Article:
More Than Meets the Eye
If you look closely enough at the underlying data in any given market trend, though, you are likely to see more complexity than the top-line narrative would suggest. Consider that the top-performing sector during that growth run in the second half of 2013 was healthcare, traditionally considered to be one of the more defensive sectors. Or that the cyclical materials and consumer discretionary sectors were strongest during the February pullback.
Moreover, with the harsh winter behind us, the US economic picture for the rest of the year continues to look relatively upbeat. Economists have lowered their expectations for first quarter earnings, but expectations for the full calendar year are in the high single digits – hardly indicative of a burgeoning slowdown.
Certain growth sectors do indeed seem to be reversing – much of the decline in major US indexes this week has come from the tech and biotech sectors. But that may be more about investors rebalancing their portfolios – buying the losers and selling the winners – than it is about any meta “return to value” narrative. If there is a sector story, maybe it is simply this: mean reversion happens. Every now and then it’s time for something to mean-revert up, and something else to mean-revert down. It’s not a very colorful story, to be sure. But letting the data speak for themselves may be a better way to invest than trying to guess what the next big-picture story will be.
Michael Lewis, the ex-Salomon Brothers trader turned investigative author, has always had a particular sweet spot for the world of finance. His knack for shining a bright light into the obscure, murky corners of Wall Street was on display again this week with the publication of Flash Boys. In the crosshairs of Lewis’s investigative storytelling this time was the little known, but very influential, world of high frequency trading (HFT).
The Evolution of Modern Markets
Critics of HFT point to its existence as a proxy for all that has gone wrong in securities markets – from being the oil which greases the wheels of productive investment to a giant casino where the house enjoys even better odds than in Las Vegas. There is more than a kernel of truth to this view. On the other hand, HFT is a logical outcome of the two forces that, more than any others, have shaped the fabric of modern markets: the steady pace of deregulation and the explosion of technology. These two forces collided in the early 1970s. The financial world was beginning to comprehend the power of Moore’s law (the inverse relationship between cost and capacity in data storage). Meanwhile the Bretton Woods framework for stable exchange rates was collapsing, the regulation-lite Euromarkets were taking off, and the era of fixed commissions was ending on the New York Stock Exchange.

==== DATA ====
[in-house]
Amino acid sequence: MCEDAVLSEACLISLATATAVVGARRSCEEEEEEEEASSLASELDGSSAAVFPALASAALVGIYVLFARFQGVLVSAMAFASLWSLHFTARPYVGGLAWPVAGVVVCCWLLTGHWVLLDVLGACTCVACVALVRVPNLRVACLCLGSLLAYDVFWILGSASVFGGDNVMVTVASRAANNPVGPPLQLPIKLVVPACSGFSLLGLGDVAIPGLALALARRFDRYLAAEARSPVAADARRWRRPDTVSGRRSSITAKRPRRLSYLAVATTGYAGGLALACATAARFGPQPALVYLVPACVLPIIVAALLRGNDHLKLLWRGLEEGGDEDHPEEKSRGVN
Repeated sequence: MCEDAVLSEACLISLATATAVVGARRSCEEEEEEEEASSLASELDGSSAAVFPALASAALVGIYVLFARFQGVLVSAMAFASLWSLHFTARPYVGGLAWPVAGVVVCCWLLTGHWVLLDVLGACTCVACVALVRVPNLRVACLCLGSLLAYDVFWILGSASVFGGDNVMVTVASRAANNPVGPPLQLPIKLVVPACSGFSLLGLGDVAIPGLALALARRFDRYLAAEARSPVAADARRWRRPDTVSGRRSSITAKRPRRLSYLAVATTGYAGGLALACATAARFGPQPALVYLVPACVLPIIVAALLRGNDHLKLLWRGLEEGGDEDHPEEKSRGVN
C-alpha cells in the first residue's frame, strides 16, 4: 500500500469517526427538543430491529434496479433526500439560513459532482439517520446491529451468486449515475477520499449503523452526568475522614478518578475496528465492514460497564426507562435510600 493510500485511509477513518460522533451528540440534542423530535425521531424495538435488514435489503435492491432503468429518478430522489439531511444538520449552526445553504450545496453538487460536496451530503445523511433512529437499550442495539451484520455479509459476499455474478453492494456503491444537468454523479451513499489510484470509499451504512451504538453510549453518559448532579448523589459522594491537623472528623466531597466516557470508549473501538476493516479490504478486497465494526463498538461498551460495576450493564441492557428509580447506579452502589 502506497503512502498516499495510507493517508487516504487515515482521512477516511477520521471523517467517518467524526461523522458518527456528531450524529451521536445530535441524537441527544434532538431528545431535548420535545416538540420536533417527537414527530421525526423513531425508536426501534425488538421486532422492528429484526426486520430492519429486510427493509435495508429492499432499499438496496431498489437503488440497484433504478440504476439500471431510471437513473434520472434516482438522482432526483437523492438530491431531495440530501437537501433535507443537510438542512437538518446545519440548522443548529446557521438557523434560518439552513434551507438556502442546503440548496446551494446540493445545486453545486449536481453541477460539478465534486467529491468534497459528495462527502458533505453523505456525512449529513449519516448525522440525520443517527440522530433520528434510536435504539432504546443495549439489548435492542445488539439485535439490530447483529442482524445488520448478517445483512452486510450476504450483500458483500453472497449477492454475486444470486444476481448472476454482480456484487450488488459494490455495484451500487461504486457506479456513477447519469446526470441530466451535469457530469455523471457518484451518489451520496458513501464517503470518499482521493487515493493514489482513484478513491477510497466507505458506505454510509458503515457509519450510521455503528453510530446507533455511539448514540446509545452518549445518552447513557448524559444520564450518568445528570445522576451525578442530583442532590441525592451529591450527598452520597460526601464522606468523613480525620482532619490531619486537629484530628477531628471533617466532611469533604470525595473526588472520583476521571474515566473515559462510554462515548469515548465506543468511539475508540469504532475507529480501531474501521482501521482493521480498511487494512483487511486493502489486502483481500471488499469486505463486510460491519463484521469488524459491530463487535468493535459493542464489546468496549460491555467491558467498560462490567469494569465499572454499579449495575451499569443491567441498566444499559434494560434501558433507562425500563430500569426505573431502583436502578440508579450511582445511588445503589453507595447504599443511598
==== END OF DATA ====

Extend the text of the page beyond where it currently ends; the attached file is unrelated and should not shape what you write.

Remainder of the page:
The Value of a Microsecond
A frenzy of innovation ensued in all manner of financial products. As markets globalized, traders increasingly saw speed as one of their most important sources of competitive advantage. Getting an order from a trading floor to an exchange and back faster than your competitors got you a slightly better price at execution. For any given trade the advantage could amount to mere pennies or even less. But those pennies turn into millions of dollars when tens of thousands of trades are at play every day. As the technology improved, it became no longer a game of seconds, but of milliseconds (a thousandth of a second) and microseconds (a millionth of a second).
No More Men in Funny Colored Jackets
What happens when you place a trade? The image most people have is of an order being routed to the floor of a stock exchange, where burly men in brightly colored jackets and badges holler and wave their arms in strange ways to make the trade. That is an outdated image. Human floor traders have largely been replaced by black boxes in climate-controlled data centers strategically located near the world’s major financial centers. High frequency trading accounts for more than 65% of the daily trade orders whizzing in and out of these black boxes along glass fiber optic lines at light speed. Now, the revelations in Lewis’s latest book may spur action to rein in some of the most egregious byproducts of HFT. But it is not hard to imagine that somewhere, well outside of the public eye, some group of extremely smart, tech-savvy individuals is busy developing and testing the next big thing.